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The Cremaster Cycle (2002)

Cremaster 1 (PG); Cremaster 2 (18); Cremaster 3 (15); Cremaster 4 (12A); Cremaster 5 (12)

A work of rare beauty and great wonder

Rating: 8/10

Running Time: 396 minutes

UK Certificate: 18

The word ‘cremaster’ denotes either the muscle which suspends the testicles, or else the appendage which suspends an insect’s pupa. Matthew Barney’s ‘The Cremaster Cycle’ is a series of five art films, each with its own distinctive visual style and setting, but all linked by common themes of sexuality, transformation, transcendence, and the suspension of clearly differentiated categories. Apart from making films (and going out with Björk), Barney is a sculptor renowned for working in plastics and vaseline, and all five parts of ‘The Cremaster Cycle’ feature his artwork.

In ‘Cremaster 1’ (1995, 41min), on the blue astroturf of a football stadium, a troupe of elaborately costumed women dance in formation, while two Goodyear blimps hover overhead, attached to the lead dancer by long cords, like testicles or perhaps ovaries. Aboard the blimps, a woman (Marti Domination) crouched beneath a table creates patterns for the dance formations below (which vaguely resemble sexual organs) using grapes which she draws down through a hole in the table-cloth.

‘Cremaster 2’ (1999, 79min) first deals with the 1977 execution of Gary Gilmore (played by Barney, with prosthetically reduced penis), figured as a rodeo ride to the death, and then shifts to the 1893 seduction by Gilmore’s grandmother of Harry Houdini (Noman Mailer, whose book ‘The Executioner’s Song’ is about Gilmore). Along the way, there is a séance, two 1966 Mustangs umbilically conjoined, and Dave Lombardo (formerly of ‘Slayer’) performing a drum solo accompanied by droning bees.

‘Cremaster 3’ (2002, 179min) focusses on the erection of New York’s Chrysler building, and uses imagery from Masonic ritual to show a mystic battle of wills between the ascending Apprentice (played by Barney) and the Architect – coloured by all manner of bizarre episodes and digressions (giants at Fingal’s cave, rotting horses in a harness race, car demolition in the Chrysler lobby, elevator cables used as a harp, etc.). This, the longest and most recent of ‘the Cremaster Cycle’, is also Barney’s crowning masterpiece.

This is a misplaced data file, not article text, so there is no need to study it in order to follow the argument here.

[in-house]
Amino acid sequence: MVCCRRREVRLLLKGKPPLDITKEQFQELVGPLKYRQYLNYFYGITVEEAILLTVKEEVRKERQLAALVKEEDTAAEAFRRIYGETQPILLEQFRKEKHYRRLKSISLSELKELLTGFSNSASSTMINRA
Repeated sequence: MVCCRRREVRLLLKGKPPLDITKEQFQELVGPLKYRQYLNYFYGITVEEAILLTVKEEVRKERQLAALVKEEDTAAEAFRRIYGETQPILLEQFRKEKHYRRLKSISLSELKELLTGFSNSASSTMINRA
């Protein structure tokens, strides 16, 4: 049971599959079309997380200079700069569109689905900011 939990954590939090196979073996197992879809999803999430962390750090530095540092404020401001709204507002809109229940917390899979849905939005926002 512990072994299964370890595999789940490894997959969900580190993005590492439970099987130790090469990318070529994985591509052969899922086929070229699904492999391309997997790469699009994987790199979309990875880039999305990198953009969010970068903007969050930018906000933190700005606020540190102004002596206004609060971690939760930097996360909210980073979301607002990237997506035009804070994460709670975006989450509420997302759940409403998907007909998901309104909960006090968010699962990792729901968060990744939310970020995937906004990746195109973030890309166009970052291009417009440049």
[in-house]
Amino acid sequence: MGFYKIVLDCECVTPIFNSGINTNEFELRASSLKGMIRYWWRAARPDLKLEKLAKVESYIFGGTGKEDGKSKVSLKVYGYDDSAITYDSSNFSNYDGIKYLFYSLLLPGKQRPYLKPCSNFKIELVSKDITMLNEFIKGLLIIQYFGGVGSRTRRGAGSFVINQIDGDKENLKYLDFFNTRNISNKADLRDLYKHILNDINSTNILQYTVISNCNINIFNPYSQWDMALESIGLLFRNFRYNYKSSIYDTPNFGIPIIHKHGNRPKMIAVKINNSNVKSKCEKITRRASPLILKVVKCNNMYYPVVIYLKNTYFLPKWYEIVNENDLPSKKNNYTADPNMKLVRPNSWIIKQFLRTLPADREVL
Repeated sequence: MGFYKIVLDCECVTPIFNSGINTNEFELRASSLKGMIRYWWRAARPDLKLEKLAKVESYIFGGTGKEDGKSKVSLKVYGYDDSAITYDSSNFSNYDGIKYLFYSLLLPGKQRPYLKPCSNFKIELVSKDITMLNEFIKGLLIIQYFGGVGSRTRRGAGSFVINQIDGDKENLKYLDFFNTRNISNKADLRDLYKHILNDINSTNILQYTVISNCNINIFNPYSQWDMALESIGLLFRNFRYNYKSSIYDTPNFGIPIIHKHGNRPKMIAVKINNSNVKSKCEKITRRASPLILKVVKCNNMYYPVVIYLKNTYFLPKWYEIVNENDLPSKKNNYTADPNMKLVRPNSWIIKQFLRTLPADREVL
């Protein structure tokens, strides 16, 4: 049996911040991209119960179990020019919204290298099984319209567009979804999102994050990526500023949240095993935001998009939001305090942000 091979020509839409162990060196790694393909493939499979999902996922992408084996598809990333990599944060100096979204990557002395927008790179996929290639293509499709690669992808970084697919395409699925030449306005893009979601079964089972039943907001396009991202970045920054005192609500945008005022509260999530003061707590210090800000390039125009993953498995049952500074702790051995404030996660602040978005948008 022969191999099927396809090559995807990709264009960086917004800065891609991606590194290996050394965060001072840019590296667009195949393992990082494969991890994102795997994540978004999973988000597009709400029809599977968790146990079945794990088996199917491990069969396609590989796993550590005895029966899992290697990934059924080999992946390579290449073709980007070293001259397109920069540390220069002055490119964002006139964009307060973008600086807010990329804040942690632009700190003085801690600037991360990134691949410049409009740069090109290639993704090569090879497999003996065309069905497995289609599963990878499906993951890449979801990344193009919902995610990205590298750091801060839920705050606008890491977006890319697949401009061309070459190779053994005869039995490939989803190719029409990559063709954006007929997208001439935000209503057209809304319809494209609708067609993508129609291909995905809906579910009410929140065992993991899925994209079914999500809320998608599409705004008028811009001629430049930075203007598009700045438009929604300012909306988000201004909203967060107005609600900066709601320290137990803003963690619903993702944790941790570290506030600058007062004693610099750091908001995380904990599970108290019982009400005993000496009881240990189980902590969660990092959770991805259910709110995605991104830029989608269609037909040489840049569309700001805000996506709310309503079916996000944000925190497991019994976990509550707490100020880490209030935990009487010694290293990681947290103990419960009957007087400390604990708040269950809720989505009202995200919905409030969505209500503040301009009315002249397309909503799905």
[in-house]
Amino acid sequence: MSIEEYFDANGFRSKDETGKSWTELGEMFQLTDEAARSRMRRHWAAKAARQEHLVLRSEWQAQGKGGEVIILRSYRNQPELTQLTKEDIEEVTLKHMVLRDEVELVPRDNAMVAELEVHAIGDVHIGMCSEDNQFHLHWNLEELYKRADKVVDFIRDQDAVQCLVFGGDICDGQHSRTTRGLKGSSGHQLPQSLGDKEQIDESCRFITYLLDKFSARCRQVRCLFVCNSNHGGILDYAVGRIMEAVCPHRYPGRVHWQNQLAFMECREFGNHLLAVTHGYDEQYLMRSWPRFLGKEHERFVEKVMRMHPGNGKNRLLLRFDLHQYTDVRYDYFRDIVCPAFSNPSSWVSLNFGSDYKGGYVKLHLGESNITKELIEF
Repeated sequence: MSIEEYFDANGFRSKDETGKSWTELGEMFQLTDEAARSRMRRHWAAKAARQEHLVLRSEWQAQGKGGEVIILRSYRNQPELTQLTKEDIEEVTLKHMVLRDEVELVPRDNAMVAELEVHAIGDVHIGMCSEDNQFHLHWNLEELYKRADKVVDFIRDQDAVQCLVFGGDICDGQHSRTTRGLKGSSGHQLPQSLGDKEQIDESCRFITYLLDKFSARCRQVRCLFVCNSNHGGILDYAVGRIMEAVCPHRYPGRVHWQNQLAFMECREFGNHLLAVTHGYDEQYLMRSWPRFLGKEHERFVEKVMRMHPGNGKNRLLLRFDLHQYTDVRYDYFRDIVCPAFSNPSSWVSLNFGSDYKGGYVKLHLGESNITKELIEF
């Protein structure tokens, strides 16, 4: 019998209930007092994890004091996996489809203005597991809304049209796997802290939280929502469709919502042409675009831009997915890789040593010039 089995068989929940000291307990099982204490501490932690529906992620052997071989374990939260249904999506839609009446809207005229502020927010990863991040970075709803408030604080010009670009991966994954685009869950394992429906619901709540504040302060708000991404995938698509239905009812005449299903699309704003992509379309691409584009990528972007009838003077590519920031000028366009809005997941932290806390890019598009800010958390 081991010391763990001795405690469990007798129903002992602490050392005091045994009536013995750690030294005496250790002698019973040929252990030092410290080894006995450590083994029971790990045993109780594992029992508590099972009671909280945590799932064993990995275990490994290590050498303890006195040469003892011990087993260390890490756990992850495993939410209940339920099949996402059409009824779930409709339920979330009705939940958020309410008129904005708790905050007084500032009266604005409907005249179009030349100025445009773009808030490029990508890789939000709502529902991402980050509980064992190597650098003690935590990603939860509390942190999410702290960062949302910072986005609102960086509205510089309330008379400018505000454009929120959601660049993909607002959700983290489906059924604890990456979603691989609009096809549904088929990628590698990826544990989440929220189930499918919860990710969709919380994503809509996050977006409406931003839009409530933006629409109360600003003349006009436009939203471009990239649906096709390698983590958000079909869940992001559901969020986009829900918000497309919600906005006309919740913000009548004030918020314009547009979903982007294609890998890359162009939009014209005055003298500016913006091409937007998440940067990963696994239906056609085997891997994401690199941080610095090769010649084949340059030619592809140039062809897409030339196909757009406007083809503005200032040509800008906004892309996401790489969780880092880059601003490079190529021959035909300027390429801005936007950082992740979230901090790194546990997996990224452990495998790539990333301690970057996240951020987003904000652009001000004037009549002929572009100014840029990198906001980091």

‘Cremaster 4’ (1994, 42min) concerns a tap-dancing satyr who tunnels from one side of the Isle of Man to the other, while two motorcycles with sidecars race in opposite directions (and a testicle emerges from each driver’s pocket and slides along the motorcycle’s frame).

‘Cremaster 5’ (1997, 55min) takes the form of a lyric opera, and is largely set in the Hungarian State Opera House, where the Queen of Chains (Ursula Andress), surrounded by tethered pidgeons, watches both the diva onstage, and a giant with some sprites in the baths below, while reflecting upon her magician who leapt suicidally into the Danube, only to be rescued by sprites. This final ‘Cremaster’ film is the most static of the series, and will appeal most to fans of opera.

Normally film-based art projects like this, with their lack of any conventional narrative and their sometimes impenetrable symbolism, are confined to screenings in obscure galleries, so filmgoers who have curiosity and a degree of patience should jump at the opportunity to see all six and a half hours of ‘The Cremaster Cycle’ while it is on general release in multiplexes. These films have a magisterial sense of scale which is best appreciated on the big screen, and the uniquely intense beauty of their design will transform any cinema screen into a wall on which twenty-five wondrously inventive and surreal paintings hang each second. Or some may think it is just a bunch of balls.

It's Got: The (literal) flogging of dead horses, novel uses for grapes in blimps waiting rooms, impractical yet aesthetically pleasing methods of cutting potatoes, the wet dreams of pidgeon fanciers, Manx porcine satyrs and fairies, giants fighting at Fingals cave, a car crushed to the size of (and used as) a set of dentures - what more do you want?

It Needs: To be viewed with a great deal of patience.


While definitely not your average night out at the cinema, Matthew Barney's five-part 'Cremaster Cycle' is a work of rare beauty and great wonder, making a unique viewing experience that is not easily forgotten – although be warned that less patient viewers may find that it is not fondly remembered either.